The Kenyan government has installed communal water ATMs to get clean and affordable water to people in Mathare, Nairobi’s second slum after Kibera. Safe drinking water in slums such as Mathare remains a challenge due to poor sanitation.
The water ATM unit is easy to install and connects to the public water network, allowing residents to fill containers with water for a subsidised price paid for with pre-paid smart cards – half a Kenyan shilling buys around 20 litres of water. Similar to an ATM, the cardholder swipes their prepaid card and instead of money, a stream of clean water is dispensed. The government is currently piloting the project with only four water ATMs installed and in operation.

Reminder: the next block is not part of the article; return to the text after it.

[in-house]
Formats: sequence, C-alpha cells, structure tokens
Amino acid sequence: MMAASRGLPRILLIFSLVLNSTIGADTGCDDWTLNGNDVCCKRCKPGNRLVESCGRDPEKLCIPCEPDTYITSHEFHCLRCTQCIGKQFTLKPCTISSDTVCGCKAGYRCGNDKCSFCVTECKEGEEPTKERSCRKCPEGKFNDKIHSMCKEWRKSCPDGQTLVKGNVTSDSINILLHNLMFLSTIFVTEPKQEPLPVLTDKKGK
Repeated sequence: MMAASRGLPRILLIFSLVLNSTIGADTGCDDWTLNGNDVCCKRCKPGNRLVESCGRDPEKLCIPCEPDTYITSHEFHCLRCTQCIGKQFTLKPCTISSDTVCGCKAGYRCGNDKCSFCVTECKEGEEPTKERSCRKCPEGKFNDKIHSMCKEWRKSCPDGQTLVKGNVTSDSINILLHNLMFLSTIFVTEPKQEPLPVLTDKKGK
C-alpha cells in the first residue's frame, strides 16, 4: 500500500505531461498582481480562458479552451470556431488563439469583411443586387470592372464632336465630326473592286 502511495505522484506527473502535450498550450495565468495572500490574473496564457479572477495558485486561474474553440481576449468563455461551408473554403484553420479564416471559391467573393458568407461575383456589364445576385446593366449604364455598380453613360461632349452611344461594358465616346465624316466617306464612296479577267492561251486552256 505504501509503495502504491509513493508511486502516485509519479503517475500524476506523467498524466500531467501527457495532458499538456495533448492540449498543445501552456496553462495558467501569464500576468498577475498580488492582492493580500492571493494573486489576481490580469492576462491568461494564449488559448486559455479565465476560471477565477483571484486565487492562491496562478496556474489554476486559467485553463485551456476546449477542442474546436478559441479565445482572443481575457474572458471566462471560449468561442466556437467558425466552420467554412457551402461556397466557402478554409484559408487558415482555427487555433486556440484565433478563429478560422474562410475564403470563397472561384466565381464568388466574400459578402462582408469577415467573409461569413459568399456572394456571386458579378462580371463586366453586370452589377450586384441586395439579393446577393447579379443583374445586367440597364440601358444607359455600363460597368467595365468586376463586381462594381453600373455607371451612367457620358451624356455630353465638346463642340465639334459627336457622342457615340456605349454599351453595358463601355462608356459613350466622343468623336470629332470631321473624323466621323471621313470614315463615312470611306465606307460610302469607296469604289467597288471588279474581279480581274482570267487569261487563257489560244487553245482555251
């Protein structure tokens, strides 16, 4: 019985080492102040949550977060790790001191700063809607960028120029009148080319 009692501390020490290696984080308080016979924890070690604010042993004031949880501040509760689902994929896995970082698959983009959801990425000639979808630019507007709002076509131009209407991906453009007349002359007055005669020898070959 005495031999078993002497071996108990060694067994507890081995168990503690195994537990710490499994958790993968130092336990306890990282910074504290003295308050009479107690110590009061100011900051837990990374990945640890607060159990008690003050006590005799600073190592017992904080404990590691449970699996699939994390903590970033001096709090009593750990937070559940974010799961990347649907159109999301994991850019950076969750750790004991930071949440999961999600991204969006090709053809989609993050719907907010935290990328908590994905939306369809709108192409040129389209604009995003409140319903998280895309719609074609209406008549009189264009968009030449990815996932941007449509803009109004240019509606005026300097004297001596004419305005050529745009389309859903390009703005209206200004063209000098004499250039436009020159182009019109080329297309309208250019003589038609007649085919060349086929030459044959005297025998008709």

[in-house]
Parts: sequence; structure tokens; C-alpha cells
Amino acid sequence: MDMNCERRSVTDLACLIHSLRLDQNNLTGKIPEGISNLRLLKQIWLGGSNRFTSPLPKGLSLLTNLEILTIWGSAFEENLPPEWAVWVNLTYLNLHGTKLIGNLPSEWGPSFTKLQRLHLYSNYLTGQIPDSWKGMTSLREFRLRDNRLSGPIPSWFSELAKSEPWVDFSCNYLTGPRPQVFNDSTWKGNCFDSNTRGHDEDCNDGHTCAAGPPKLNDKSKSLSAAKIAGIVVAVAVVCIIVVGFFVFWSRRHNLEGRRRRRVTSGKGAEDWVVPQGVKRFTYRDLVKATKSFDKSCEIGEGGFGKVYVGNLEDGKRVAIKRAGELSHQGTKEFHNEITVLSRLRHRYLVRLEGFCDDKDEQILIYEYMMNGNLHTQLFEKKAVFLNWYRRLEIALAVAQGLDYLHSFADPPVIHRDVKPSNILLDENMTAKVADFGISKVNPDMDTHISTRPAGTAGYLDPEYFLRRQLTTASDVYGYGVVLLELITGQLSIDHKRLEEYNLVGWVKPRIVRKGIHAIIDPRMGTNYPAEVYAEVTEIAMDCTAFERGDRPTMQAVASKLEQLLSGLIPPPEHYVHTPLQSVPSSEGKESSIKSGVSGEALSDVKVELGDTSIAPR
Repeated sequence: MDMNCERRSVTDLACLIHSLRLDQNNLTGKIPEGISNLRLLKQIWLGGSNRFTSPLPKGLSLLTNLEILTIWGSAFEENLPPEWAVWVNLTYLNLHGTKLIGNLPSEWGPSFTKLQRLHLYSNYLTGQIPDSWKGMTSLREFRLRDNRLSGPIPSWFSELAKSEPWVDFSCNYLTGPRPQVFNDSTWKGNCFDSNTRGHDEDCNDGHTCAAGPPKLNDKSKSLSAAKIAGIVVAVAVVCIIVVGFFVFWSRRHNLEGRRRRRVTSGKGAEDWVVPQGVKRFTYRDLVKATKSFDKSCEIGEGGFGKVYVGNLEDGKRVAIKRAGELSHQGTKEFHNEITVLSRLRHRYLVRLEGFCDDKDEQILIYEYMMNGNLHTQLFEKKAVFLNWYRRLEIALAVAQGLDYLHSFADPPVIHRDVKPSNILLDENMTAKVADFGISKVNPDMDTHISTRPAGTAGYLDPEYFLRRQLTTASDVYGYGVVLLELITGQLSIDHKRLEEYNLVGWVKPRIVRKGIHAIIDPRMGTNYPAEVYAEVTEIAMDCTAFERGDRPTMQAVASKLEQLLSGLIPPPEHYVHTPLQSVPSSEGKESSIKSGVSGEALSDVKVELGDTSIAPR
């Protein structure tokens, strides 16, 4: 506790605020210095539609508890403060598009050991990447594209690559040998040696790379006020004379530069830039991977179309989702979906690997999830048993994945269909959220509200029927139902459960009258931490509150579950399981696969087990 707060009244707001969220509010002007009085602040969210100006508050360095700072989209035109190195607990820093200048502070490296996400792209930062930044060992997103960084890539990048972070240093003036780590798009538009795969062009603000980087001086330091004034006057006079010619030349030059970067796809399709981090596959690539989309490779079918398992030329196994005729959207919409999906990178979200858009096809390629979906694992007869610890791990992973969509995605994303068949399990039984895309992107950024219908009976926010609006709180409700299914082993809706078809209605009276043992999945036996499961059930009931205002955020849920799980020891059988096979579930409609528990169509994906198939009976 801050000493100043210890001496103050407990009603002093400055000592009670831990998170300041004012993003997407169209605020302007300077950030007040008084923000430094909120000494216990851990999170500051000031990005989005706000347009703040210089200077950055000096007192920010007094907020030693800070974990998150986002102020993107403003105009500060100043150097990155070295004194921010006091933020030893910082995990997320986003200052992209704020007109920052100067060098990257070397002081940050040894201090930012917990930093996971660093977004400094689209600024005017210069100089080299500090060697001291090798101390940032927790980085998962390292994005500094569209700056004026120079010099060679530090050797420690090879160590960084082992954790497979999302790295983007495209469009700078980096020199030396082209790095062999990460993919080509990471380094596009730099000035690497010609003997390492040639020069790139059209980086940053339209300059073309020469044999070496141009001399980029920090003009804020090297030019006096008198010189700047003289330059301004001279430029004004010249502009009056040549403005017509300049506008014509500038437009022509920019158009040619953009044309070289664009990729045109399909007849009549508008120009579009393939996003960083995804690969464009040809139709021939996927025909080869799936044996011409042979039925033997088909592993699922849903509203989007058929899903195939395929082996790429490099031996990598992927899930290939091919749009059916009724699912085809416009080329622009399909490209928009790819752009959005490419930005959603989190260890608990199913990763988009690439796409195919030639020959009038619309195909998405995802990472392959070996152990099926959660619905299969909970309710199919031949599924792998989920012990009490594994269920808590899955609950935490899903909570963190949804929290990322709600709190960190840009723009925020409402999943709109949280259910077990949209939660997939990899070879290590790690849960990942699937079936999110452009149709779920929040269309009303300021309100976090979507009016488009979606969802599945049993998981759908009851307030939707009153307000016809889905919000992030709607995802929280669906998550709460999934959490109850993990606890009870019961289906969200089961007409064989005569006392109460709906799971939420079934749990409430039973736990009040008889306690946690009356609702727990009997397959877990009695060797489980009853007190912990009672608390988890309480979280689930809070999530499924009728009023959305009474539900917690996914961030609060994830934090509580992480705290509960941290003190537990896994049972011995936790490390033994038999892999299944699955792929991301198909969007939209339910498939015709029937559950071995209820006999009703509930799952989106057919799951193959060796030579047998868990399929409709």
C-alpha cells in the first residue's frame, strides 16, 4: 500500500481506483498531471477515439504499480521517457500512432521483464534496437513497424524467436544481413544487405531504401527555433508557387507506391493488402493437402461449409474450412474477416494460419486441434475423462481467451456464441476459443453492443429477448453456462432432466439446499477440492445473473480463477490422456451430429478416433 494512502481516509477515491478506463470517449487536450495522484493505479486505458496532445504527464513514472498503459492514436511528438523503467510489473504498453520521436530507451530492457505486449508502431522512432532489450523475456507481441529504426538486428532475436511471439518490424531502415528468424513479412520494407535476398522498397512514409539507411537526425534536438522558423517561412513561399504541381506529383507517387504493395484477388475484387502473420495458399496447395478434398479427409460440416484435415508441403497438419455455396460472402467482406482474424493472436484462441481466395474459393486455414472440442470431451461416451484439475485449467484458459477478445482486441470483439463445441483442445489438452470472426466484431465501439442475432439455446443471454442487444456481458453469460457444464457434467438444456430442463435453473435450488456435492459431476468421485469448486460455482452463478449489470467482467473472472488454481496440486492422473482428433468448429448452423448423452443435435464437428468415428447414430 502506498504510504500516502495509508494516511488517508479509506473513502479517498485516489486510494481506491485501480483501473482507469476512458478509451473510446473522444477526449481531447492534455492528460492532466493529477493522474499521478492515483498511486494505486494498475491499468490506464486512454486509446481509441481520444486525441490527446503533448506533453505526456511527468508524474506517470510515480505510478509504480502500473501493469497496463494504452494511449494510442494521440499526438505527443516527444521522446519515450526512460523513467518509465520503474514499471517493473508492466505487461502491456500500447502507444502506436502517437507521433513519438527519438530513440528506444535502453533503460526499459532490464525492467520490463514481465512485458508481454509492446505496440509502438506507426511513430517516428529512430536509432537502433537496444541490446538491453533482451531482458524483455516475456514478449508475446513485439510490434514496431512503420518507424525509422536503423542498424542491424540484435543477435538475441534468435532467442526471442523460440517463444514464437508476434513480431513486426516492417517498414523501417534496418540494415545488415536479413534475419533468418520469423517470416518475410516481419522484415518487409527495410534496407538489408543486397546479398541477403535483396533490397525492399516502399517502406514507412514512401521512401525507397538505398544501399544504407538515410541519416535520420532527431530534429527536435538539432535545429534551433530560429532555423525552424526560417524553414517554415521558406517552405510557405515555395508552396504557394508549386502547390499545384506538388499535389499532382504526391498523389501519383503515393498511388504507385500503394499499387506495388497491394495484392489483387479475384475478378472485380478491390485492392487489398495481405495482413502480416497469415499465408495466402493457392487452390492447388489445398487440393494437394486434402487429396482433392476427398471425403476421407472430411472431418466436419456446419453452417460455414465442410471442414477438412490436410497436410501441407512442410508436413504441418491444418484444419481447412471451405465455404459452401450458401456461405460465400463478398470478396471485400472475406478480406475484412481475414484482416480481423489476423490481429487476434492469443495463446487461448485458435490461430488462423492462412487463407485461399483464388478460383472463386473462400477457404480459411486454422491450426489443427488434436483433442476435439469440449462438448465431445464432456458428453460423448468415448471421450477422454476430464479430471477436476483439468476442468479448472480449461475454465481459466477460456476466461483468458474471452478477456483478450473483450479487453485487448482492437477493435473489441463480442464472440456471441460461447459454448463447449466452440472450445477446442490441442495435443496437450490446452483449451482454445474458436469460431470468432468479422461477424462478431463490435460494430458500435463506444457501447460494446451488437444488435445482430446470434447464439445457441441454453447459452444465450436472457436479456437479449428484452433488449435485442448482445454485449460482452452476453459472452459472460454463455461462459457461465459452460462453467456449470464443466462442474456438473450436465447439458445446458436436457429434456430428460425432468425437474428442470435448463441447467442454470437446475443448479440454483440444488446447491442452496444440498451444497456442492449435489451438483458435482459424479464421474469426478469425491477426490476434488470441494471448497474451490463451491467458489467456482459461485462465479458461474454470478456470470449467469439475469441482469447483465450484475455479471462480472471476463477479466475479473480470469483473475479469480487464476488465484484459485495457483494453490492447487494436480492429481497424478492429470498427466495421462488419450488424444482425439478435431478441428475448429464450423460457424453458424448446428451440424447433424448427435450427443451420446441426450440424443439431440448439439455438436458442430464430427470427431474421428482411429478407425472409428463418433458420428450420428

Slum dwellers in Nairobi usually rely on entrepreneurs who charge an inflated half a US cent for 20 litres of fresh water. Alternative cheaper sources, however, are usually too polluted for consumption. For most slum dwellers, the prices are high as most are either unemployed or earn less than a dollar a day.
In Nairobi’s slums public services struggle to keep up with the rapid urbanisation and the rising population both of which contribute to Nairobi’s lack of housing and water and sanitation. In 1963, Nairobi’s population was roughly 300 000 and today the city is home to about 3 million residents.
The Kenyan government, in collaboration with Danish water engineering company Grundfos, plans to expand the project to other slum areas in the city.